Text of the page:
November 27, 2016
Isaiah 2:1-5, Psalm 122, Matthew 24:36-44
What keeps you up at night? Do you worry about people you love? Are you scared that there won’t be enough money? Are you living with chronic pain or a diagnosis that has no cure? Are you distraught about the violence that protestors in South Dakota are suffering? Are you afraid for war torn countries and innocent civilians? Are you upset about innocent people suffering because of their skin color or their beliefs or their sexual identity? Are you lying awake wondering if Jesus is coming and you won’t be ready? I’m guessing most of us aren’t worrying about the last one, but the gospel seems to think we should be.
Today we begin the season of Advent. It is a strange time of year. We are getting ready for Jesus’ birth and yet we know how the story ends. We have heard it before. As followers of Jesus, we remember the past, live in the present and anticipate what God will do in the future. We follow a God who has done amazing things, is calling us to engage in the present, and is bringing healing in the days to come. Our readings are invitations to step into this season of preparation, longing, and hope. The gospel lesson tells of people who seem to be rather complacent in their lives. They are sleepwalking through the days and the text calls us to pay attention because we don’t know when Jesus is coming. We may know where the story goes, but we can still open our hearts and be surprised by God today.
I’m not sure what to do with the stories of people being snatched up from their ordinary lives. The famous book series Left Behind by Tim LaHaye and Jerry Jenkins described an airplane with empty seats. People had been taken up and all that was left was their hearing aids and dentures. I was pretty turned off by that. I guess I have to acknowledge my own discomfort with a text like the one from Matthew today. What do we do with it? With all the people who are living under threat today, the invitation is for all of us to be alert. We are needed to create an environment that is safe for all. It is horrifying to witness the treatment of those at the Dakota Access Pipeline. It is devastating to learn about bombs and refugees who are desperate for a safe place to call home. This week in Albuquerque arson in Nob Hill, Old Navy, Barnes and Noble, and explosives in three Starbucks shocked us. This is no time for us to go about life as usual. We are hearing stories of threats and violence to people who are Muslim, Immigrant, African American, Jew, Queer, and we must be vigilant in our care for all people. We must keep awake and stand up for the most vulnerable.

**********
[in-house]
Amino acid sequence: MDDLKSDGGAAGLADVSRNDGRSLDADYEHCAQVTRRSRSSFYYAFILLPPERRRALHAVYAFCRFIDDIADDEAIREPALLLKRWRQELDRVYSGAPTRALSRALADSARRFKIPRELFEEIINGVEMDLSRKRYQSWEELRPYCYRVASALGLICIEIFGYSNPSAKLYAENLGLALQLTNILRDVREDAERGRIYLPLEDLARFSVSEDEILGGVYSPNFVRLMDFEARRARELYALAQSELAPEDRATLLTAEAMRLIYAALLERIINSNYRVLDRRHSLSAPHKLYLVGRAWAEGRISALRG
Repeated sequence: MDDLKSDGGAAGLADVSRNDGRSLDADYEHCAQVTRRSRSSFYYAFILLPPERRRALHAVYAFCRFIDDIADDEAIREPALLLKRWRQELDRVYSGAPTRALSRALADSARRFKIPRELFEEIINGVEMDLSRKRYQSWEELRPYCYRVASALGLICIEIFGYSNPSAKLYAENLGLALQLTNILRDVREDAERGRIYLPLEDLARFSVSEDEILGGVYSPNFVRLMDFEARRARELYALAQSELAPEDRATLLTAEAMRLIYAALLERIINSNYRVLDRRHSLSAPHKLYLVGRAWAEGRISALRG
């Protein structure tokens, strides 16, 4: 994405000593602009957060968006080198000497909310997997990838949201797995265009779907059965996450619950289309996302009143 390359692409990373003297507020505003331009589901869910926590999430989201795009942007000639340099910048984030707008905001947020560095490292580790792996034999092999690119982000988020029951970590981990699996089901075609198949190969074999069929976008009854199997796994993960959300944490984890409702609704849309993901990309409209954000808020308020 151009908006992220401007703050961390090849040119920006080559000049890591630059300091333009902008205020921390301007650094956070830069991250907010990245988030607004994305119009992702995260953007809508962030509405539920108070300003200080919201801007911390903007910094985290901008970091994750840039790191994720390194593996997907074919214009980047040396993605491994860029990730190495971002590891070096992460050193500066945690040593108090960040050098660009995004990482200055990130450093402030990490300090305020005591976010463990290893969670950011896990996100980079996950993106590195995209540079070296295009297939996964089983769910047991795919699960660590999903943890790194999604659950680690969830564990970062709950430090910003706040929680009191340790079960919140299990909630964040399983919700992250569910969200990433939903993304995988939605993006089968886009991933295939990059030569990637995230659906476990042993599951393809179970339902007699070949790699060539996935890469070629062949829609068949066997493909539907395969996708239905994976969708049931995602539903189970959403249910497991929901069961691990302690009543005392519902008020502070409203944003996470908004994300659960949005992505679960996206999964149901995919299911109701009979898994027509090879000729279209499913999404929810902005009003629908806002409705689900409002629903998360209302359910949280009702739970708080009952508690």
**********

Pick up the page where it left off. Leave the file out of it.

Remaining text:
There is plenty to fear and many reasons to lie awake wondering what comes next. I don’t think we need someone to tell us that it’s really ok. I think we need to be clear that we don’t face the future alone. There is suffering all around us and we must act to alleviate it whatever way we can. When I find myself sitting around wondering why so many are hurting and why there is so much to be done and wondering what we can do, but knowing we must do something, I remember Barbara Kingsolver’s message to her children. I think it is one we need to hear today. She said,
“There’s something I have said so often to my children that now they chant it back to me: “You can do hard things.” I sent my kids to a Montessori preschool, and thank heavens I did, because most of what I learned about parenting came from those wonderful Montessori teachers. They straightened me out about self-esteem. There’s this myth that self-esteem comes from making everything easy for your children and making sure they never fail. If they never encounter hardship or conflict, the logic goes, they’ll never feel bad about themselves. Well, that’s ridiculous. That’s not even a human life.”